During Jenna’s shift, she found she was often plopping Milo in front of the television to take calls, but Soeren was able to sign off during his shift so he could take Milo to the park before resuming work in the evening. Even after hours, Jenna found she was tied to her phone and working. The line between her professional life and home life was gone.
“It’s effectively living 90 percent of both all the time,” she says. “I didn’t expect to feel so mentally and emotionally drained at the end of the day.”
When the situation became untenable, the Palumbos decided it was time to examine their priorities and make changes. They moved from northern Virginia to Chicago to be closer to family and to reduce their cost-of-living expenses. Soeren took a job that required less travel. And they enrolled Milo in day care. Then, after just a few weeks in the Midwest, Milo got COVID. Although he recovered quickly, Jenna remembers being consumed by guilt.
“I think that was the really difficult thing to grapple with,” she says. “Are we sending him to day care to just make it a little bit easier on ourselves, as opposed to, is this the right thing to do?”
The “right thing to do” has been a frequent topic of conversation in our house, too. When the pandemic began, I was pregnant with our second child and had a curious 1-year-old running around. With so little data on how the virus was affecting children, and with my own fear of delivering a baby while COVID-positive, I locked our house down. We had no playdates, no outings. We let our sitter go, and I opted to juggle motherhood and part-time freelancing while my husband maintained a demanding schedule as an Air Force pilot. I carried the constant, heavy burden that I was doing something wrong by sheltering both our babies. Even so, I was one of the lucky ones. I had the freedom to rework my schedule and taper my freelance work to fit the time I could allot without child care. Most women aren’t so fortunate.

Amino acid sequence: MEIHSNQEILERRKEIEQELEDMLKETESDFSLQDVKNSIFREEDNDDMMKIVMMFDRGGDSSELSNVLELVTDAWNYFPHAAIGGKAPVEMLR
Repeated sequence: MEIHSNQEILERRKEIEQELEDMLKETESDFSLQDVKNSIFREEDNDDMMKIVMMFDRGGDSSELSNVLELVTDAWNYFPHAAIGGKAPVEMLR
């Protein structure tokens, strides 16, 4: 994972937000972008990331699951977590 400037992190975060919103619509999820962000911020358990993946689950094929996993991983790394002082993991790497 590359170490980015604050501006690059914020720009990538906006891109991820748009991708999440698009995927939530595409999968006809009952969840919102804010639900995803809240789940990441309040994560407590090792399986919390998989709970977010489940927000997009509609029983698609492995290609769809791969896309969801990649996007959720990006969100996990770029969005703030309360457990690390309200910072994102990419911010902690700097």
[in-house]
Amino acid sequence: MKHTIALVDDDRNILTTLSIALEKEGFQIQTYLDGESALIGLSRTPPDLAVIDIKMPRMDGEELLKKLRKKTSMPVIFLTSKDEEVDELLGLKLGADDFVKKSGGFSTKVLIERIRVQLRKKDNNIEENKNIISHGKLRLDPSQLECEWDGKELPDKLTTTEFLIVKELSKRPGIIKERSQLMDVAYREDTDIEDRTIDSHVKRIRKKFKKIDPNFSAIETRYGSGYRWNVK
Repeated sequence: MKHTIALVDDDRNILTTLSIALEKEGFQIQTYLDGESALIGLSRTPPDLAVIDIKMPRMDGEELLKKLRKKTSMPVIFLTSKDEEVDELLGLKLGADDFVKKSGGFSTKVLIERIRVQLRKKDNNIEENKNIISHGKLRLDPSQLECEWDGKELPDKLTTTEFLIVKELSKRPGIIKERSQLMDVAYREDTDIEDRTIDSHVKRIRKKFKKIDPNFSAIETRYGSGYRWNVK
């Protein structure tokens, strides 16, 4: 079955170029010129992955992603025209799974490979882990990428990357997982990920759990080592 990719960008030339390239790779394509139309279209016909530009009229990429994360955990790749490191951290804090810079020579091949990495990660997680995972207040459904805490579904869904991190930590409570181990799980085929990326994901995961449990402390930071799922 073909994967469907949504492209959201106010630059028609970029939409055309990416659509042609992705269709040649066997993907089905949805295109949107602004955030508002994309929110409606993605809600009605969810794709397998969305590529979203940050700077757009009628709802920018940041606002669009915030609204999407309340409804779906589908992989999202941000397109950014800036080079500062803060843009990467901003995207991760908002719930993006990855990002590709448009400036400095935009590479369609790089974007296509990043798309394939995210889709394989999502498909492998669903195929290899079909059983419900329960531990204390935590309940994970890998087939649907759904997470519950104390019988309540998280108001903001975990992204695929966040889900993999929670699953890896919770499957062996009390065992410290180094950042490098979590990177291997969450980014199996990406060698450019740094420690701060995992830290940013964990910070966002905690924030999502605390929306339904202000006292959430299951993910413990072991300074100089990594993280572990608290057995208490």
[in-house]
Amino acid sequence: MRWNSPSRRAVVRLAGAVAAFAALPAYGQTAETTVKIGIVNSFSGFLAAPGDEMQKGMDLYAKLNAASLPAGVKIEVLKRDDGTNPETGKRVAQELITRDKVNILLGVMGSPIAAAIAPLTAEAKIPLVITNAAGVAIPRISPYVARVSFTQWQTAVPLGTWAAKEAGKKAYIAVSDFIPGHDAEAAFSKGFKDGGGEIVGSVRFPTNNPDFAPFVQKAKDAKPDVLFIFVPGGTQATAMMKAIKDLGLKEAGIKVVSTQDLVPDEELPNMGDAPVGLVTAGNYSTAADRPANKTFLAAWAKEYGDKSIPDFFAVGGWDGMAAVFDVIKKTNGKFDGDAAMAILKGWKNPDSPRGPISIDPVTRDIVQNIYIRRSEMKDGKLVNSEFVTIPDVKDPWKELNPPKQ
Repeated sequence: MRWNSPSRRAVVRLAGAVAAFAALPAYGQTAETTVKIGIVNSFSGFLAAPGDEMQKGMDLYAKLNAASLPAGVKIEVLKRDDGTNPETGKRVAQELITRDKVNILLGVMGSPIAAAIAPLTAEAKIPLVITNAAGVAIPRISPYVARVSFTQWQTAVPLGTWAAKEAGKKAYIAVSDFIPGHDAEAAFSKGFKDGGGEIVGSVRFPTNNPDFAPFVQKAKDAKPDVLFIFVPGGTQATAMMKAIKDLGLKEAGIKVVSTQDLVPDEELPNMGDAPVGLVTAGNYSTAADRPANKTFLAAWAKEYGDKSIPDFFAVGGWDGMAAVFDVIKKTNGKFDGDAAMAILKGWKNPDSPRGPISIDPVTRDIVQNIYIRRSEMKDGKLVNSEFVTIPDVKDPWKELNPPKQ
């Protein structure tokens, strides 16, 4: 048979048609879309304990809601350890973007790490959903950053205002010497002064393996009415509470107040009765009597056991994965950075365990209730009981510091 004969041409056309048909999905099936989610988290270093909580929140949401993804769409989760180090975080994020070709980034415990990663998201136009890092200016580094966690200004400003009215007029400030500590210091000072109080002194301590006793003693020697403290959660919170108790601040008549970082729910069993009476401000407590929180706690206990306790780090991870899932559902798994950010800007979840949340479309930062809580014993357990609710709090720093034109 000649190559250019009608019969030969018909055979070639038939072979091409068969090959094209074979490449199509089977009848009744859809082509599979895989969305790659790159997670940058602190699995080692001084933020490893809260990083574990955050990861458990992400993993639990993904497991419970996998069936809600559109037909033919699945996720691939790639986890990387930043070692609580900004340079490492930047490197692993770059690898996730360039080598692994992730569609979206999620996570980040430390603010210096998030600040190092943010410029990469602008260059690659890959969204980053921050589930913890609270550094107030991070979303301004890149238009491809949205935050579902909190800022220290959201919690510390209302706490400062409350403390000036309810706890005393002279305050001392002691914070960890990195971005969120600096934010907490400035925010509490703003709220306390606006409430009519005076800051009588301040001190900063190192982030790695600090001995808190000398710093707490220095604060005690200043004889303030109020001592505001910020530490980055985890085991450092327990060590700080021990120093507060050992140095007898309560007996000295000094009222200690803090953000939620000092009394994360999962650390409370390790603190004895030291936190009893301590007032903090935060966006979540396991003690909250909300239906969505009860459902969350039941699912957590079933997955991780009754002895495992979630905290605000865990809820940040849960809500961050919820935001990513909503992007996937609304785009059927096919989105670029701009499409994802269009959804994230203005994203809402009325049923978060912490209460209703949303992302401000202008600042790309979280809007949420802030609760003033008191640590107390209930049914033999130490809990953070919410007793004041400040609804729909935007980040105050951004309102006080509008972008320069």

According to the U.S. Census Bureau, in January 2020, nearly one-third of American mothers of school-age children — roughly 8.6 million women — were not in the paid workforce. The pandemic exacerbated things — an additional 1.4 million of these mothers were out of work a year later, and the rates of loss were more severe among minority and single mothers. In that time, a reported 700,000 American moms have given up on returning to work.